public interface Calculator {
    int add(int a, int b);
    int sub(int a, int b);
    int multiply(int a, int b);
    int divide(int a, int b);
    
    default int factorial(int n){
          int result = 1;
           for (int i = 1; i <= n; i++) {
               result = result * i;
           }
           return result;
    }
    
}
package com.kb.DefaultMethods;

public interface Calculator {
	int add(int a, int b);
	int sub(int a, int b);
	int multiply(int a, int b);
	int divide(int a, int b);
	
	default int factorial(int n){
		  int result = 1;
	       for (int i = 1; i <= n; i++) {
	           result = result * i;
	       }
	       return result;
	}
	
}

Step2 – No code change is required in any of the inherited classes. All inherited classes will have the default method definition available to them.
Now write client code as below

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package com.kb.DefaultMethods;
 
public class CalculatorClient {
 
    public static void main(String[] args) {
        Calculator calc = new SimplePlusFactorialCalculator();
        int res1 = calc.factorial(5);
        System.out.println(res1);
        
        SimplePlusFactorialCalculator calculator = new SimplePlusFactorialCalculator();
        int res2 = calculator.factorial(6);
        System.out.println(res2);
    }
 
}
package com.kb.DefaultMethods;

public class CalculatorClient {

	public static void main(String[] args) {
		Calculator calc = new SimplePlusFactorialCalculator();
		int res1 = calc.factorial(5);
		System.out.println(res1);
		
		SimplePlusFactorialCalculator calculator = new SimplePlusFactorialCalculator();
		int res2 = calculator.factorial(6);
		System.out.println(res2);
	}

}

It will work 100% without changing any implemented classes.

Output is

So any number of default methods can be added to interface and every default method should have a body.

Multiple inheritance in Java with default methods
diagram

Let’s create parent1 and parent2 classes and implementing child

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package com.kb.DefaultMethods;
 
public interface Parent1 {
    default void show(){
        System.out.println("show from parent1");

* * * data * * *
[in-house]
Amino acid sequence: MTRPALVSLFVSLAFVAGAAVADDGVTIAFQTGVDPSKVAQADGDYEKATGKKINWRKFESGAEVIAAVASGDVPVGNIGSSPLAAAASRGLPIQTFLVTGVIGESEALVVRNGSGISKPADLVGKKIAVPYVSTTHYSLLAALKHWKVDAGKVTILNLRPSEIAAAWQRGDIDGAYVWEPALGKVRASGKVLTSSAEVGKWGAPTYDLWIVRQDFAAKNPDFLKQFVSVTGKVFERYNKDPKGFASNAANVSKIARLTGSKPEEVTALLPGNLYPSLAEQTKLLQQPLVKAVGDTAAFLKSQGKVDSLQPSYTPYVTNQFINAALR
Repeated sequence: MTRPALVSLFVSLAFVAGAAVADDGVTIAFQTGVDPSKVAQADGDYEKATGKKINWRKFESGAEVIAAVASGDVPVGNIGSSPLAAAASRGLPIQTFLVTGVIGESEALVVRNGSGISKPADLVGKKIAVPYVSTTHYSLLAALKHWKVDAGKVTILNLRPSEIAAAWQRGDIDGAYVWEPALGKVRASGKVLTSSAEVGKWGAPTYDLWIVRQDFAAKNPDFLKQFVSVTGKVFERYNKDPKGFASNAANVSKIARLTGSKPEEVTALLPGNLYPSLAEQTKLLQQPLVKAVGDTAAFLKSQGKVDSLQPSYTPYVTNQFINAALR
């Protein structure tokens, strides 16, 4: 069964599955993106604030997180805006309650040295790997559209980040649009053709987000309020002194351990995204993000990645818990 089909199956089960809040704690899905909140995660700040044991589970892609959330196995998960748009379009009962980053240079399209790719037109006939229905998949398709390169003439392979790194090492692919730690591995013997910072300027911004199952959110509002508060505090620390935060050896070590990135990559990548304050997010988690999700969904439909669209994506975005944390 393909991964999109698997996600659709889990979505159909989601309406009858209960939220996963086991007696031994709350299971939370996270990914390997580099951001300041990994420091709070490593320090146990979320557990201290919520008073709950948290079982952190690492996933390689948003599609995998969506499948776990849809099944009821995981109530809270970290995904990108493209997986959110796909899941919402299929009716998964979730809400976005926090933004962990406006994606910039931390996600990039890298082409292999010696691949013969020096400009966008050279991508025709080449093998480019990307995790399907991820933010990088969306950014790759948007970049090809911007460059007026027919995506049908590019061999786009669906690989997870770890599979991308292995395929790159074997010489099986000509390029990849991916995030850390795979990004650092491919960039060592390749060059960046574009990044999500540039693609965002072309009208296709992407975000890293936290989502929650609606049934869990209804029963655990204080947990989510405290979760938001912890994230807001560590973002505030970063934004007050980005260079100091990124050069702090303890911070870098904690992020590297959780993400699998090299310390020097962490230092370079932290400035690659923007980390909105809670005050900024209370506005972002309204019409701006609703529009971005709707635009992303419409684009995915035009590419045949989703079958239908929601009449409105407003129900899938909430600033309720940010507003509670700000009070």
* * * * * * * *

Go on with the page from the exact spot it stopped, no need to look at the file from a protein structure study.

}
 
}
package com.kb.DefaultMethods;

public interface Parent1 {
	default void show(){
		System.out.println("show from parent1");
	}

}

Parent2.java

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package com.kb.DefaultMethods;
 
public interface Parent2 {
    default void show(){
        System.out.println("show from parent1");
    }
}
package com.kb.DefaultMethods;

public interface Parent2 {
	default void show(){
		System.out.println("show from parent1");
	}
}

Child.java

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package com.kb.DefaultMethods;
 
public class Child implements Parent1,Parent2 {
 
}
package com.kb.DefaultMethods;

public class Child implements Parent1,Parent2 {

}

This child class will not compile because of the duplicate methods inherited from both parent1 and parent2.
Its equivalent to as below

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package com.kb.DefaultMethods;
 
public class Child implements Parent1,Parent2 {
    public void show(){
        System.out.println("show from parent1");
    }
    
    public void show(){
        System.out.println("show from parent2");
    }
    
}
package com.kb.DefaultMethods;

public class Child implements Parent1,Parent2 {
	public void show(){
		System.out.println("show from parent1");
	}
	
	public void show(){
		System.out.println("show from parent2");
	}
	
}

So this can be resolved only by overrding show() method once in a child class.
Below child class will compile

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package com.kb.DefaultMethods;
 
public class Child implements Parent1,Parent2 {
    public void show(){
        System.out.println("show from child");
    }
    
}
package com.kb.DefaultMethods;

public class Child implements Parent1,Parent2 {
	public void show(){
		System.out.println("show from child");
	}
	
}

Difference between Interface with default methods and abstract class

In Java 8 we can declare as well as define methods within interfaces as we discussed so far....
but how it is different from Abstract classes ? we can do the same with abstract class
Abstract class can not be instantiated (i.e. objects can not be created for it) and which may contain method bodies.
So abstract class and interface with default method both are same right ?
No. they are not same and not one is the replacement of other. Each will serve its own purpose.
. Abstract class can have constructors and member variables. Whereas interfaces with Java 8 default methods cannot. It cannot have constructors and member variables.
Default method should be used for backward compatibility which means whenever we want to add additional functionality in an existing legacy interface, we can use default methods without breaking any existing implementer classes but same cannot be achieved with abstract classes which forces sub classes to adopt the change.

About the Author

Karibasappa G C (KB)
Founder of javainsimpleway.com
I love Java and open source technologies and very much passionate about software development.
I like to share my knowledge with others especially on technology 🙂
I have given all the examples as simple as possible to understand for the beginners.
All the code posted on my blog is developed,compiled and tested in my development environment.
If you find any mistakes or bugs, Please drop an email to kb.knowledge.sharing@gmail.com